those risks. Often it is a risky business. Whatever we do in the
Department we try and minimise risks that we can control.
Mr Gardiner: I will leave it there.
182. Thank you very much, Mr Gardiner. Mr Chakrabarti,
you have been asked a series of questions about corruption. There
is no reference directly to the siphoning off of funds and of
course the National Audit Office have no audit evidence of that
because it did not relate to this country. However, the Report
has emphasised the importance of good governance particularly
in 3.28. My own personal comment on this is that it beggars belief
that a large part of our aid is not being siphoned off in corruption.
This is obviously an important issue which the Committee will
want to consider. You have resolutely failed to comment on it
by saying you have no evidence. You may not be able to answer
now but I want to push you further to prepare a note on this subject.
I feel sure that you must have some evidence of very large sums
we are handing over being siphoned off in corruption. It beggars
belief that you do not have such evidence. If you do not, given
what we know is going on in these countries, that is rather worrying.
(Mr Chakrabarti) I can only provide you with the assurance
I have already made about our internal audit systems, the national
audits and the value-for-money checks, which have not come up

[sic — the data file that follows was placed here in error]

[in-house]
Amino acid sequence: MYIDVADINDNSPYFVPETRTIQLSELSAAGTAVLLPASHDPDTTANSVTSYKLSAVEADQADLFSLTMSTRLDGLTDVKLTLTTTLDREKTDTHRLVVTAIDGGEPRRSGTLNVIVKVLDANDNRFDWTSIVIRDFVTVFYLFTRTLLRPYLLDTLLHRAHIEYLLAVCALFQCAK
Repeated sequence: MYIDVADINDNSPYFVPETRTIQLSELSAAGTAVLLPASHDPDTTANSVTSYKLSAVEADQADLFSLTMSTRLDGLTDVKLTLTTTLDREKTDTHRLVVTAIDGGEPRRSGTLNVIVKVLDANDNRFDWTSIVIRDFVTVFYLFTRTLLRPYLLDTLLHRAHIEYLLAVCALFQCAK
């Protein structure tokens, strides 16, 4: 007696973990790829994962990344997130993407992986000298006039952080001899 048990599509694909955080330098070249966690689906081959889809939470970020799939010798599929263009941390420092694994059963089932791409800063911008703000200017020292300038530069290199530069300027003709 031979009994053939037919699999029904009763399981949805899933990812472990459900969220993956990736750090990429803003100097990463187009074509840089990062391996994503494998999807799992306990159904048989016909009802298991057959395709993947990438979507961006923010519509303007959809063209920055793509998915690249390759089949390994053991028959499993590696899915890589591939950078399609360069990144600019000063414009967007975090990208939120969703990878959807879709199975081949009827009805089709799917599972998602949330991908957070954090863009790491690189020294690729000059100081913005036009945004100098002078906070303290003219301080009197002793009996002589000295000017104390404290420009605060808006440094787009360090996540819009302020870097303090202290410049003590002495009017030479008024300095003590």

with massive corruptionthat I know of.
183. Do you not have any personal view from
your great experience in these areas? Are you not worried about
it? Are you not worried that if your internal audits are not coming
up with this evidence then there is some shortcoming in those
internal audits? Is this not a matter of great concern to you?
(Mr Chakrabarti) The internal audit people are first
rate in our Department. It may be of some comfort that if they
are not coming up with any large-scale evidence of corruption
it tends to show that our systems are working very well. That
is not to say the development effort of all donors does not have
some corruption involved. I cannot speak for other donors but
it does say that our £3.5 billion is well spent.
184. Mr Steinberg asked some very good questions
on aid to China and Russia. Here you have a fabulously rich country
but there are hundreds of millions of people living in great poverty.
Can I help you with your answer on that. Is it that it is not
so much our aid to countries like China which can make much direct
difference in terms of reducing poverty overall but that it can
change attitudes in certain area in terms of good governance or
policy making. Would that be a fair comment?
(Mr Chakrabarti) Certainly in a place like China the
demonstration effect helps to change policies and attitudes, but
also working with people like the World Bank we have changed governments'
policies in a number of areas over the years. We have been part
of the opening up of China on economic policy which has obviously
been of great benefit to the poor in China.
185. Thank you very much, Mr Chakrabarti, for
your first appearance before our Committee. Obviously it is a
subject we are very interested in because it is of great importance.
You have been asked a series of questions on PSAs but we still
accept that what you are doing is very important. On a lighter
note, may I say you are a great hero of mine because you are leading
the battle for fathers who hold down very important jobs to spend
more time with their families. Thank you for what you have done.
(Mr Chakrabarti) Thank you. I see it is 6.15. I should
be home already!